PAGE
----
The real issue is for me is: How do you increase the pace? Going faster on offense is great, as long as you’re getting good shots. Getting turnovers and going on the fast break is great, but they’ll need to be live ball turnovers to be really useful. Oh, and you have to worry about foul trouble, if you’re going to gamble to get those turnovers. I guess my point is that you don’t just turn a knob, have guys run faster, and have a higher pace. Furthermore, the part of increasing pace that is foot speed might not be a simple adjustment for a given roster.

Still, I think increasing the pace is the long term answer, which is kind of weird for me. I’m usually all about zigging when everyone is zagging, and I think high pace is about to be all the rage in the NBA. The real issue is that the Pelicans’ core is Anthony Davis. That’s it. I think it makes more sense to have that guy in a higher paced system now, because I don’t think he’d be as effective in a grit and grind system. What does that mean for this season? It means we should still be excited about this team, but we should also expect some growing pains.

JC: I mentioned it at the start of the season, but it is worth repeating. I think one they need to do is take the first good shot. I see them passing up shot too often. I’m sure of this hesitation is smart or part of a fake, but not all of it. This kind of over-thinking is a habit, and maybe not a bad one, but one that will take time to undo.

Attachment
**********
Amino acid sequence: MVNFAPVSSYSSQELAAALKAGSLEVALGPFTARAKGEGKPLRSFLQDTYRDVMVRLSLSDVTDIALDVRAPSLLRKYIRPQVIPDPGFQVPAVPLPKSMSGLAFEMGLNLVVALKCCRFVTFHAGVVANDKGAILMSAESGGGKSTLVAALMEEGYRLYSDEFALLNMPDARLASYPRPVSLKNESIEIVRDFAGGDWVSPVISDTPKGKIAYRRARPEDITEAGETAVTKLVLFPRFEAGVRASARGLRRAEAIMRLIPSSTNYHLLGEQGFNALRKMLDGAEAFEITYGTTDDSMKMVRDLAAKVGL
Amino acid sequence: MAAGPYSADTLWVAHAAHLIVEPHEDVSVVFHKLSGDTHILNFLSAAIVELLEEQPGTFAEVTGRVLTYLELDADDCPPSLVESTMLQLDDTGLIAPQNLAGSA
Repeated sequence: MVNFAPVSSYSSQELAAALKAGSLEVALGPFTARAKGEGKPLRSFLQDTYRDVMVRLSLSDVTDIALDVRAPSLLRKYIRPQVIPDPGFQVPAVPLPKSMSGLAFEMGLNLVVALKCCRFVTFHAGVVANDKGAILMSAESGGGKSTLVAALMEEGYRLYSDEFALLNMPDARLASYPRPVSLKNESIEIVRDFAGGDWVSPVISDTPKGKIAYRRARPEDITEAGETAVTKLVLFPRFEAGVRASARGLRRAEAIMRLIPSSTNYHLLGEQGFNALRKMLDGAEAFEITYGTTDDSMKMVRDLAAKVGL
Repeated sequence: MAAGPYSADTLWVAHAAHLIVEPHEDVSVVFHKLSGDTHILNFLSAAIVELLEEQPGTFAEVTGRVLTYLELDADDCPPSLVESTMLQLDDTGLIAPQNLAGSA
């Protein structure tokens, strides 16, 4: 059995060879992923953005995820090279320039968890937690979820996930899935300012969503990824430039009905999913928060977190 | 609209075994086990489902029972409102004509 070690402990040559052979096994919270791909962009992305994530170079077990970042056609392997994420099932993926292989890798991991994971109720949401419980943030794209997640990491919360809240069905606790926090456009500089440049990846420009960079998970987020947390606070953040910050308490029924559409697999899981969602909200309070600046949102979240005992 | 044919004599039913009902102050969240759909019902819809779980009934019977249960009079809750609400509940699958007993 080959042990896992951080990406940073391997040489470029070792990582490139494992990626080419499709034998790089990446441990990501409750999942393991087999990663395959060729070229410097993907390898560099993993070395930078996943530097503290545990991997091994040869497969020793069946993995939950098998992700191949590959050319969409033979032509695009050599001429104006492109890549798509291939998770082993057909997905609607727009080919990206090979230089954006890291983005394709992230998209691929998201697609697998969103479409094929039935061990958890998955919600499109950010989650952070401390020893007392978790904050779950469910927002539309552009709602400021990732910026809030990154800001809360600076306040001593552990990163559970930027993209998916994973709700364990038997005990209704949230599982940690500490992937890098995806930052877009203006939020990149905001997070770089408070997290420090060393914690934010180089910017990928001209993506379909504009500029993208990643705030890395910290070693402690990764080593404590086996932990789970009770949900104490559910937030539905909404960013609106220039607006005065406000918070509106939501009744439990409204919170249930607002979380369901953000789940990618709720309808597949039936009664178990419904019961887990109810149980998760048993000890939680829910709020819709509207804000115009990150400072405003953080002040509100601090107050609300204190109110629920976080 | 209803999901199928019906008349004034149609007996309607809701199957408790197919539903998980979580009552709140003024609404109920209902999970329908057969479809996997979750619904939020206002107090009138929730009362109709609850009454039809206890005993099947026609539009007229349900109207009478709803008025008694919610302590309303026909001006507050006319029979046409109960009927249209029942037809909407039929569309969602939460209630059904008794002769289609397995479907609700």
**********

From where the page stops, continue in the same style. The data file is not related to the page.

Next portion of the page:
In contrast to this, I’ve noticed a distinct emotional trend with Davis through the 3 games. In the first game he was downtrodden, in the second he was indignant, and in the third he was expressively mad. I’m in now way under the impression that anger leads to better basketball directly, but it may be part of the changes the need to happen.

At this point, though, we still aren’t even seeing the core of the current team play. So, any improvement we see is discounted by those absences. Likewise, so is any estimation of need for improvement. The Pelicans already made 2 additions since the end of preseason, and those additions have played meaningful minutes. That should be sign enough that it is very hard to think about “this team,” much less what “this team” needs.

NL: I think Davis’ performance is one of the big issues from the last week. Some people will worry because he hasn’t put up the godly numbers we’re used to, but his only truly awful game was the season opener. I thought he was a bit too automated that night. He wasn’t really responding to the defense. It looked like he made up his mind as to what shot he wanted to take regardless of the circumstances. Of course, having a limited number of offensive threats on the floor with him also hurts things.

Still, I think he will be fine despite some numbers being down. Small sample sizes are relevant, whether we want them to be or not. He’s played 3 games with 2 being against arguably the best team in the league. His numbers should be a bit below their averages. I’m more interested in his psychology. Is he going to use this to get focused and pumped up? I hope so. Like you said, anger doesn’t necessarily lead to great basketball, but I’d rather seem him fired up than indifferent. I’m actually expecting him to respond with a couple of big games next week. The timing just seems right for him to go off, and I think our upcoming opponents can’t guard him the same way GS can.